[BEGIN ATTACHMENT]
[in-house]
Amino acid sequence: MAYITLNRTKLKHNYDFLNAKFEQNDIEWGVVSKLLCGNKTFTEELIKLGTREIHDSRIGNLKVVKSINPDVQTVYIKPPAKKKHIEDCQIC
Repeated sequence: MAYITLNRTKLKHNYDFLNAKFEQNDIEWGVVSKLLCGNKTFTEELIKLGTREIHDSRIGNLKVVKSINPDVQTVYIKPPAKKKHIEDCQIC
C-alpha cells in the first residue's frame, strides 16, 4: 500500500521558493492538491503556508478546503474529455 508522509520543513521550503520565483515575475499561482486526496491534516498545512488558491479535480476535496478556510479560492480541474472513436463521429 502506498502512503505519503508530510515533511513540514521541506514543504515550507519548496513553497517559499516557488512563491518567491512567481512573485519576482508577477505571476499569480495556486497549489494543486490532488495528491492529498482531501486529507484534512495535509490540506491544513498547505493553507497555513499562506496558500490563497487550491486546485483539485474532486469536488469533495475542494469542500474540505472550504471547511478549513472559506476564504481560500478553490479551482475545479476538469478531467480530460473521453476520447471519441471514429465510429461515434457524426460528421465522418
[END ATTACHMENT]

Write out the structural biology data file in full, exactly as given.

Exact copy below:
[in-house]
Amino acid sequence: MAYITLNRTKLKHNYDFLNAKFEQNDIEWGVVSKLLCGNKTFTEELIKLGTREIHDSRIGNLKVVKSINPDVQTVYIKPPAKKKHIEDCQIC
Repeated sequence: MAYITLNRTKLKHNYDFLNAKFEQNDIEWGVVSKLLCGNKTFTEELIKLGTREIHDSRIGNLKVVKSINPDVQTVYIKPPAKKKHIEDCQIC
C-alpha cells in the first residue's frame, strides 16, 4: 500500500521558493492538491503556508478546503474529455 508522509520543513521550503520565483515575475499561482486526496491534516498545512488558491479535480476535496478556510479560492480541474472513436463521429 502506498502512503505519503508530510515533511513540514521541506514543504515550507519548496513553497517559499516557488512563491518567491512567481512573485519576482508577477505571476499569480495556486497549489494543486490532488495528491492529498482531501486529507484534512495535509490540506491544513498547505493553507497555513499562506496558500490563497487550491486546485483539485474532486469536488469533495475542494469542500474540505472550504471547511478549513472559506476564504481560500478553490479551482475545479476538469478531467480530460473521453476520447471519441471514429465510429461515434457524426460528421465522418